Wasp stings to dogs: are they dangerous?
With the long, hot summer leading to a surge in wasp numbers, David Tomlinson warns that gundogs can be prone to being stung
The dangers of wasp stings to dogs
One of the effects of such a dry and sunny summer has been a surge in wasp numbers and the little blighters are now super-abundant.
Wasps can be seriously dangerous and cause anaphylactic shock, which isn’t restricted to humans and can just as readily kill dogs, too. Wasp venom is a highly effective biological weapon, made up of a variety of different compounds, ranging from histamine to dopamine. The shock is an allergic reaction to this sudden injection of venom into the bloodstream. A human or a dog’s body responds to the venom by releasing histamines in large quantities, lowering the blood pressure. This can lead to breathing difficulties and, in severe cases, death.
So wasp stings to dogs can cause anaphylactic shocks. In addition, gundogs are particularly prone to being stung because of their very nature, investigating anything they find interesting. (Read 14 checks for your dog’s health.)
Diagnosing wasp stings to dogs
I am sure that most handlers are sufficiently sensitive to their dog’s behaviour to quickly identify the fact that it has been stung, but according to the Kennel Club the indicators are whining, agitation, swelling, lumpy-looking skin and biting, nibbling or pawing at the site of the sting. On the few occasions when my dogs have been stung, I’ve invariably seen the wasp make the attack.
None of my dogs have ever been seriously affected, though they have clearly found the sting painful at the time and a source of irritation for a lengthy period afterwards. The wasp stings to dogs have all been quite straightforward, on less vulnerable parts of the body, while I’ve never had a dog suffer from more than a single sting at a time. (Read our guide to the best slip leads for dogs.)
Things get serious when a dog is stung inside the mouth, especially if the dog has caught or tried to eat the wasp and the latter manages to sting it repeatedly. This is something that wasps, unlike bees, are quite capable of. Such stings may lead to the throat swelling, potentially blocking the animal’s ability to breathe. If this happens, get the dog to the nearest veterinary practice as soon as possible. Having your vet’s telephone number on your mobile phone makes sense, but it’s remarkable how many people haven’t taken such a precaution. Warning the vet that you are bringing in a dog that has been badly stung could well make the difference between life and death. (Read how to stop your dog chewing the wrong things .)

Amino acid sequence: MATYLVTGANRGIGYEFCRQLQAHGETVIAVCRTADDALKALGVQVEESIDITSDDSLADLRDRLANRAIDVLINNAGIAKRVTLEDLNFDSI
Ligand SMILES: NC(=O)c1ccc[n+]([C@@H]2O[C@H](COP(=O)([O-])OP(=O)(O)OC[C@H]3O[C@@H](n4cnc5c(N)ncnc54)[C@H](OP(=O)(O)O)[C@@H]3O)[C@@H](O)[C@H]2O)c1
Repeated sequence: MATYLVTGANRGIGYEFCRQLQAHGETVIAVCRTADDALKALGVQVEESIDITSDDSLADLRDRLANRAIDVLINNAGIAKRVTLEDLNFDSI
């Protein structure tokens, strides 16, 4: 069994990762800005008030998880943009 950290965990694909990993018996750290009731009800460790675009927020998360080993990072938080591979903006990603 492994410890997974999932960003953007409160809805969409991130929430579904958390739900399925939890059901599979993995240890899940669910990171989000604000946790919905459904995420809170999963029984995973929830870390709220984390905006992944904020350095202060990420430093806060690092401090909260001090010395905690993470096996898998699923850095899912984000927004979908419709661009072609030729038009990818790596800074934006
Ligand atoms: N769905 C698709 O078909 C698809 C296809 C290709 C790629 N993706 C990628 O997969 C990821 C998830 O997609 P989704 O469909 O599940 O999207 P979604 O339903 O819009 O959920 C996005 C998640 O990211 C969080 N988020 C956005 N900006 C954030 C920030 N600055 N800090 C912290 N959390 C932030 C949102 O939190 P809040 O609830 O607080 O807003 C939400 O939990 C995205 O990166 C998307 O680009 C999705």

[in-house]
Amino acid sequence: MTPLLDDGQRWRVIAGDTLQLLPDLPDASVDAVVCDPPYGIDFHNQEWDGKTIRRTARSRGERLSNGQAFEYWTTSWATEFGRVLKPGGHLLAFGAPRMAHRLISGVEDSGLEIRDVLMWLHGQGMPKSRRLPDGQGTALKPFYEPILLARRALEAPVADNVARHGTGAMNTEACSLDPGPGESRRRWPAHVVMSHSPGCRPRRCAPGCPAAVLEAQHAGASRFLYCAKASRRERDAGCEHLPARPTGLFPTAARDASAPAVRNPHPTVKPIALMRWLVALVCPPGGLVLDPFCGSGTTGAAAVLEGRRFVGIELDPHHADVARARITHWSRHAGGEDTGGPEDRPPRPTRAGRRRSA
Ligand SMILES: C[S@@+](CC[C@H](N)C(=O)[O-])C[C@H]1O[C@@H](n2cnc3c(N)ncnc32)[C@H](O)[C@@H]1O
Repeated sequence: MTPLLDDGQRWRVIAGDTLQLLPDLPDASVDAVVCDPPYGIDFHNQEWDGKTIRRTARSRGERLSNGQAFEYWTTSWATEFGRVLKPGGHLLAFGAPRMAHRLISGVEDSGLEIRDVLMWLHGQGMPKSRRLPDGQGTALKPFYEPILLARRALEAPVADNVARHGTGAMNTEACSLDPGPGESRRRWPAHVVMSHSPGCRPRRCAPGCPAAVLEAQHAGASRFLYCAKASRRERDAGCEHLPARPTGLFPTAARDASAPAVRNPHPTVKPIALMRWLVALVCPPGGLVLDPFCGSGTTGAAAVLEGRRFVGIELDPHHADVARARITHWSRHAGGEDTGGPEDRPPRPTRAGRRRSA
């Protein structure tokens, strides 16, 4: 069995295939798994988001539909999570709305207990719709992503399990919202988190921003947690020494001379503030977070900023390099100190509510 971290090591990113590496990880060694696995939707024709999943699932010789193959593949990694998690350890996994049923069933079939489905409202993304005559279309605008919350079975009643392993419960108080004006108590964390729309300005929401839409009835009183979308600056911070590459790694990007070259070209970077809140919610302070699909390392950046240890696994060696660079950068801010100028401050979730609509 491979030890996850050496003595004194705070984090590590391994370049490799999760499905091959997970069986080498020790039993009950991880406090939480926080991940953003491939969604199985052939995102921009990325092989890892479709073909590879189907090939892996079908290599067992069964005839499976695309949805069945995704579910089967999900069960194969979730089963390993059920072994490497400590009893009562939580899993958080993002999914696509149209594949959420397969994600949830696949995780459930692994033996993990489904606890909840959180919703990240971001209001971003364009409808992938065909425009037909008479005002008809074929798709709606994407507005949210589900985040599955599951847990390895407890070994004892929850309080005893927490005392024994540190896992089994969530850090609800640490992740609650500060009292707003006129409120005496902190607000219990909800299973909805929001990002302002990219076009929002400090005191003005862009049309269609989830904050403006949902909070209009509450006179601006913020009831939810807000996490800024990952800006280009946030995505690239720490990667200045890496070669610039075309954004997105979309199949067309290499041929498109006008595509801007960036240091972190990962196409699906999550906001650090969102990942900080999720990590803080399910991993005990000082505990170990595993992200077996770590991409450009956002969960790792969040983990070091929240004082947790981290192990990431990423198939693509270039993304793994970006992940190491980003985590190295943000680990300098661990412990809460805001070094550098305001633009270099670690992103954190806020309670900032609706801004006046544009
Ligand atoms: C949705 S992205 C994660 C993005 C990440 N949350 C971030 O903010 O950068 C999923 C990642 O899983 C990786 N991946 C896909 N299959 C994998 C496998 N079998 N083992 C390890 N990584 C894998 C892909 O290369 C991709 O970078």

Dogs are like humans in that some are far more allergic to wasp stings than others and you never discover that your dog is particularly sensitive until it has been stung. I would always advise taking a dog to the vet if it has been stung repeatedly, stung on or in the mouth, or appears to be having an allergic reaction. It’s also sensible if there’s a lasting swelling following a sting. However, for most dogs, a sting is something they will soon get over, so don’t panic unnecessarily.
Anaphylactic shock doesn’t always happen immediately and can occur as much as 24 hours after the sting was inflicted, so it’s best to keep a wary eye on a dog that has been stung, and to keep it quiet and as relaxed as possible. Human antihistamines aren’t recommended for dogs, so only administer antihistamines on the advice of your vet. As prevention is always better than cure, do your best to keep your dogs away from wasp nests, as they are always the most dangerous places for an inquisitive animal.